An inter vivos trust is a type of trust that is established by a person during their lifetime to manage specific assets or investments and provide support to beneficiaries, typically family members. The primary purpose of this type of trust is usually to generate income for the beneficiaries and to provide funding for various needs such as housing, care, education, and general welfare.
Additionally, inter vivos trusts can be utilized to transfer assets to capital beneficiaries both during the lifetime of the trust and upon its termination.To create an inter vivos trust, the founder enters into an arrangement with the trustees, and the trust is formed upon signing and registering a trust deed.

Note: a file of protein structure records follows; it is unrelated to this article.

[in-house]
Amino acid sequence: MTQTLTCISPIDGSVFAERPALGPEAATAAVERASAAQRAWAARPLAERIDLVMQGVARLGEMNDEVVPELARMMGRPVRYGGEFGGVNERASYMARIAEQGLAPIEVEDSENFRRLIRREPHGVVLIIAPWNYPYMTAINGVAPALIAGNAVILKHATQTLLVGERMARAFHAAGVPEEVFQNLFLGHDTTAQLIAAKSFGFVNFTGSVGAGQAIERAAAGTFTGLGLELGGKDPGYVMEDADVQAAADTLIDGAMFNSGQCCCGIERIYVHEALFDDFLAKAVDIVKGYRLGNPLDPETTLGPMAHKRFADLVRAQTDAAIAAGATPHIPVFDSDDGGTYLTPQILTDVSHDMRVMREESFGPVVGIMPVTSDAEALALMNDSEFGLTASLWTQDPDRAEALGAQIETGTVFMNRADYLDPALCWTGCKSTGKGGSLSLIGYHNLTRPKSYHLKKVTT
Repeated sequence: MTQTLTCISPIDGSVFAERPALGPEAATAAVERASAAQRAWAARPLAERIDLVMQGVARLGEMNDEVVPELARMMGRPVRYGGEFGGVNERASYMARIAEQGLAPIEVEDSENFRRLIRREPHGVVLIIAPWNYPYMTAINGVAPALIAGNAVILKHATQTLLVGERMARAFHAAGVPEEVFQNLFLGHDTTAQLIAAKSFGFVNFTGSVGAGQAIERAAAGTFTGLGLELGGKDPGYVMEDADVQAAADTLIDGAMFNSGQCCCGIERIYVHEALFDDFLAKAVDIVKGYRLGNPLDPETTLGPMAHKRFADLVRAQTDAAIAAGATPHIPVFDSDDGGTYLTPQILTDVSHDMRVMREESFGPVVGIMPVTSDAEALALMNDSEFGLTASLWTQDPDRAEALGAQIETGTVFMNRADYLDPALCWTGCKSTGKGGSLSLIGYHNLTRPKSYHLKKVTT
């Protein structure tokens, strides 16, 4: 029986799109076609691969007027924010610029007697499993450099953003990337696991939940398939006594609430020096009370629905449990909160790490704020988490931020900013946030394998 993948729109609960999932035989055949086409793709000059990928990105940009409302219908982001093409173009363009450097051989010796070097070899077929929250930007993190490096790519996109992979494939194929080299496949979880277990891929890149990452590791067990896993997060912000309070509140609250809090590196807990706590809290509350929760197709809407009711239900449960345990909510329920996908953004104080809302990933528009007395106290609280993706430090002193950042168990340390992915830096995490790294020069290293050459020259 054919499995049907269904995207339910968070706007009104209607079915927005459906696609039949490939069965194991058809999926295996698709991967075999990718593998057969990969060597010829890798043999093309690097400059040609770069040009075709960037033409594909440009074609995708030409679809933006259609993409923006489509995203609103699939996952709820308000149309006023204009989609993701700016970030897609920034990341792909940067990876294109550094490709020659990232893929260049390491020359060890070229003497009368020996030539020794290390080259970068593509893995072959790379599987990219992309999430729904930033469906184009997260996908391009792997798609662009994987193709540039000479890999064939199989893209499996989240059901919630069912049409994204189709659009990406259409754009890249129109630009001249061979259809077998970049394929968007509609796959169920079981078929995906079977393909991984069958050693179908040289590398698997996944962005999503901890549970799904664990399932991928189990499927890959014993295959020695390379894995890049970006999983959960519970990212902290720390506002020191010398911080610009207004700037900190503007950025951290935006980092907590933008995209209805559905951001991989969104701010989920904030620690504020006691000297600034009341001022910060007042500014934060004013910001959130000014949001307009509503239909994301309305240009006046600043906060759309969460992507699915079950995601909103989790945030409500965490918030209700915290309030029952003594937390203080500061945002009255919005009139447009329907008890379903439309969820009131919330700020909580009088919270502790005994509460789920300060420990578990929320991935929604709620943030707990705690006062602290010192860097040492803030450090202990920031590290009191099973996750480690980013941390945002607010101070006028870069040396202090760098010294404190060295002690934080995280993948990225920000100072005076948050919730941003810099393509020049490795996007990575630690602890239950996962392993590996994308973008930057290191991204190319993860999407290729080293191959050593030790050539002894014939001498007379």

Once the trust deed is signed by all relevant parties, it is registered with the Master of the High Court in the jurisdiction where the majority of the assets are located or where administration is to take place. The trust deed specifies the initial donation required to bring the trust into effect, which may be in the form of cash or certain assets.
It is crucial to make this donation promptly after creating the trust, as it is often overlooked. Inter vivos trusts can be structured as either vested or discretionary trusts. These trusts are an excellent way to protect assets from generation to generation and limit estate duty by keeping growth assets, such as shares, properties, and alternative investments, out of one's estate.